The psychological problem with plastic

I had a bit of a revelation the other day. I can’t imagine I’m the first person to think of it, but it struck me as significant at the time.

I was at work, and we had some leftover birthday cake in the office. Some people wanted to take a few slices home, but didn’t have any containers with them. “I’ve got a spare container you can borrow” I said, offering a colleague my metal lunchbox (pictured above, minus the lunch). “I can’t take that” they replied, “it’s far too nice to borrow!”

Searching further in my desk drawer I found a plastic box, the type that takeaway food comes in. “That’s perfect”, my colleague said, “I’ll bring it back tomorrow.”

And that’s when it hit me – the problem with plastic isn’t just that it’s disposable, but that it somehow intrinsically embodies the quality of ‘disposable’-ness as well. Plastic represents something that doesn’t require care or preservation – it looks as though it was made to be discarded. Continue reading “The psychological problem with plastic”

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Zero Waste Week: Kitchen and Food Swaps

The kitchen, the whole kitchen, and nothing but the kitchen (except the beginnings of the dining room and lounge)
The kitchen, the whole kitchen, and nothing but the kitchen (except the beginnings of the dining room and lounge)

In my second post for Zero Waste Week, we’re going into the kitchen! Renting in rather-pricey North London means that our kitchen is on what estate agents optimistically refer to as the ‘cosy’ side. On one hand, this is good for zero waste living as there’s very little space for over-shopping, either in the cupboards or the fridge (not that it’s doesn’t happen sometimes!). On the other, batch cooking is curtailed by a single freezer shelf and buying numerous large items in bulk is out.

Here are some of the good habits I’ve managed to develop on my ongoing zero waste journey:

Tea

Loose tea is available to fill my own bags with from the ever-wonderful Earth Natural Foods in Kentish Town, where everything comes in beautiful self-serve glass jars. This week, WestyWrites also mentioned on Twitter that a number of Whittard’s branches have refill options, where she reports that they were happy to refill her own container.

If you don’t mind the possibility of a small amount of plastic in your teabags (who knew?! Polythene Pam at Plastic is Rubbish, that’s who), but don’t want the horrible crinkly unrecyclable plastic-y foil and the extra layer of unrecyclable plastic round the outside as per a normal box of tea, there is another option! Continue reading “Zero Waste Week: Kitchen and Food Swaps”

Zero Waste Week: Bathroom Swaps

This year’s Zero Waste Week runs from 7th-13th September and the theme is ‘reuse’. Anyone and everyone can get involved, just go along to www.zerowasteweek.co.uk and make your pledge! My pledge is to purchase and use nothing that goes to landfill for the week. Self-promo moment – you’ll also be seeing a post from me on the Zero Waste Week website about some of my antics at work very soon!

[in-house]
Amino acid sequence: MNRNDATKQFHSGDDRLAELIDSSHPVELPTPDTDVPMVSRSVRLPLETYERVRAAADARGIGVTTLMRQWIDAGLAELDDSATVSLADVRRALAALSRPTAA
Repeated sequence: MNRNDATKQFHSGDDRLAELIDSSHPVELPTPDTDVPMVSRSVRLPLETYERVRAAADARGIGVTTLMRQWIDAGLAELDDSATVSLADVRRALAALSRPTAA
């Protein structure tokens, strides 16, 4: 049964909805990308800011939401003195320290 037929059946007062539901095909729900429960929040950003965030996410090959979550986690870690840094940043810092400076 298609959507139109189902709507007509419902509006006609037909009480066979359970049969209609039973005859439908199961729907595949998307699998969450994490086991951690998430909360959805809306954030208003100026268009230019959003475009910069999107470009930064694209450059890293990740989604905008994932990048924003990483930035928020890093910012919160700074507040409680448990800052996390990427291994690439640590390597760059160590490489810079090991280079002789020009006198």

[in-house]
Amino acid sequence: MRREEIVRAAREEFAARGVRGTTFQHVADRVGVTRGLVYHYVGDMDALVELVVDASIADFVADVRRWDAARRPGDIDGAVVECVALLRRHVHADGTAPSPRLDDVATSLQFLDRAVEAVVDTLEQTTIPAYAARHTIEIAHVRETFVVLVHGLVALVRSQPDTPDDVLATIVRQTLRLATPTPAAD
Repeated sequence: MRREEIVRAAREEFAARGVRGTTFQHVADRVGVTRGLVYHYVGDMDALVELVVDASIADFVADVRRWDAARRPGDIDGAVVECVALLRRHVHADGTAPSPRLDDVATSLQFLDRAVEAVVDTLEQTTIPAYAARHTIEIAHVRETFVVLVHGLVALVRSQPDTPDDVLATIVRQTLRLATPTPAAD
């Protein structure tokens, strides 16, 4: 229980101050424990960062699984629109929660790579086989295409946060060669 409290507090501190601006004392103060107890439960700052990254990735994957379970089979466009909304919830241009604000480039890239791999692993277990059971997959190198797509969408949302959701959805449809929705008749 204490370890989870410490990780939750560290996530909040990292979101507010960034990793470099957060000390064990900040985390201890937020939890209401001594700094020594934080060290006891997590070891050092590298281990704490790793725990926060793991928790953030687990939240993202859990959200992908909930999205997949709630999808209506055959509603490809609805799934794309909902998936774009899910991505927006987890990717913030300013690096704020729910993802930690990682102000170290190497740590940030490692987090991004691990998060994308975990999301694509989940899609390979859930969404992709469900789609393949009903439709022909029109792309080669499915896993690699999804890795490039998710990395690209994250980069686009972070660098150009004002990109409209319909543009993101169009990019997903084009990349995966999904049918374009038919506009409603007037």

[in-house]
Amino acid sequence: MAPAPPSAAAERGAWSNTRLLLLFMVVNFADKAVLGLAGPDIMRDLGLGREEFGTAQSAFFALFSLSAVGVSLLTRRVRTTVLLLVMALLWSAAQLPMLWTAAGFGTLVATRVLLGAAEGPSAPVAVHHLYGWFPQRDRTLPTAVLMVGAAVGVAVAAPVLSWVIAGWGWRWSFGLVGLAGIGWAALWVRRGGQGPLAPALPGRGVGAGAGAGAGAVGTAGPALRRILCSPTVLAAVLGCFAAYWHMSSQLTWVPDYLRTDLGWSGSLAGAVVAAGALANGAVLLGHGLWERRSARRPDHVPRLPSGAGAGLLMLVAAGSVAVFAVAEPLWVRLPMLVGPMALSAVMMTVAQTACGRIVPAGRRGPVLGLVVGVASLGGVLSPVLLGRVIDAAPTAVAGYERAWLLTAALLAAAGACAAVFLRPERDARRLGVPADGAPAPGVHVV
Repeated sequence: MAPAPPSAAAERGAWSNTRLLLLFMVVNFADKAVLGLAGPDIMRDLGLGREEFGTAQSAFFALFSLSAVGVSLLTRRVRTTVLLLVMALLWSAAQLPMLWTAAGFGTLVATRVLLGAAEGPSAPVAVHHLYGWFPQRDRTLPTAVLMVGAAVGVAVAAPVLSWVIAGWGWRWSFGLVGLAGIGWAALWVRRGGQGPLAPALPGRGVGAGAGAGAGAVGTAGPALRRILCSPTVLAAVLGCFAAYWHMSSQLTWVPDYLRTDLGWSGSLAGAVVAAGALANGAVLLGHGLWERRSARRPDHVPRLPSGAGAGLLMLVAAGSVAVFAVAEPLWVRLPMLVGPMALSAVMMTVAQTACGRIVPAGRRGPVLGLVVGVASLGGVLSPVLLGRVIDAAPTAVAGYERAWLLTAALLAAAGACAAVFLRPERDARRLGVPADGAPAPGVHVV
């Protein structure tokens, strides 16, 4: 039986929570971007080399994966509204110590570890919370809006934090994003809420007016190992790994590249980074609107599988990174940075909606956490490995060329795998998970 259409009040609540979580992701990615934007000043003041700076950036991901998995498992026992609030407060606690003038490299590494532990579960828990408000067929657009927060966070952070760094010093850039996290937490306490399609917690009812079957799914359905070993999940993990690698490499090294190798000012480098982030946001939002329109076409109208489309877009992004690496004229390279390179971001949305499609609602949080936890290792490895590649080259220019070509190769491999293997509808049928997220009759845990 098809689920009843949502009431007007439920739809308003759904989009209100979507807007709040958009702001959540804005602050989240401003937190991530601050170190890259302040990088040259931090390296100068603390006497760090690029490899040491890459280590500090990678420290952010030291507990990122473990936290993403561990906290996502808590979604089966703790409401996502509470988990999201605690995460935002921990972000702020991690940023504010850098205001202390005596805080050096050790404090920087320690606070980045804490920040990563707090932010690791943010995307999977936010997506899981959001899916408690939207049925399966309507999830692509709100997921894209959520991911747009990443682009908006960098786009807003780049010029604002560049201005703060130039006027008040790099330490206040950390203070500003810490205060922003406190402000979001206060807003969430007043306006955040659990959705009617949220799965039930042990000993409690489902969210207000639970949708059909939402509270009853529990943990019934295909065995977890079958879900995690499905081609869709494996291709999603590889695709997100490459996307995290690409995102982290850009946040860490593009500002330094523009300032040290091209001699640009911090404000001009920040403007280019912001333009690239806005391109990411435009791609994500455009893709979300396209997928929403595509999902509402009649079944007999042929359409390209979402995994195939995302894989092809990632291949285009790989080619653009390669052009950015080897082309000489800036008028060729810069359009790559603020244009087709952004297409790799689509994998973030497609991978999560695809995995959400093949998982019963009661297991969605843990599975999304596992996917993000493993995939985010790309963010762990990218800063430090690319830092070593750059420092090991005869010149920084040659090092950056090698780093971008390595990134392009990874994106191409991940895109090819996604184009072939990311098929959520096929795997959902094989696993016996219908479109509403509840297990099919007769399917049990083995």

Zero Waste Week is the invention of Rachelle Strauss, and you can read more about her journey and how she started this initiative on her website and in this article she wrote for the Guardian last year.

I started going down the zero waste path a couple of years ago, and for me it’s an ongoing journey – there are so many areas of our lives where waste just seems to magically appear! The decision to not use resources, or use resources that don’t create excess packaging, has to be just that – a decision. It doesn’t happen by accident. Our society set up at the moment is based around convenience – coffee to go, sandwiches to grab at lunch, and even if you do have the time to slow down you’re likely to be confronted by supermarket pre-packed vegetables, ready meals and a million special offers on food wrapped in plastic (my personal bugbear being multi-pack crisps – non-recyclable plastic wrapped in extra non-recyclable plastic just to sell us more crisps in one go!). Continue reading “Zero Waste Week: Bathroom Swaps”

Slovenia: Green, blue and green. Part 2 – sustainability

Ljubljana_panorama
Panorama across Ljubljana

So, in my last post I waxed lyrical about some of the many, many joys of swimming in this gorgeous country and its amazing countryside. However, I was also really impressed with how green, clean and sustainability-minded it also seems to be.

At home in London, I can often spot on my way to work what people had for breakfast, or for dinner the night before, because the packaging and unwanted remnants of fast food are ‘handily’ left out on the street for other passers-by to see. I think a lot of people are aware that Britain has a serious litter problem, but I’d kind of got used to it. Visiting Ljubljana, the capital of Slovenia, has suddenly made me very aware of it again!

The one bit of rubbish we saw touring round the Slovenian countryside
Rubbish seen in Slovenia: item one of two

The place is pretty much spotless Continue reading “Slovenia: Green, blue and green. Part 2 – sustainability”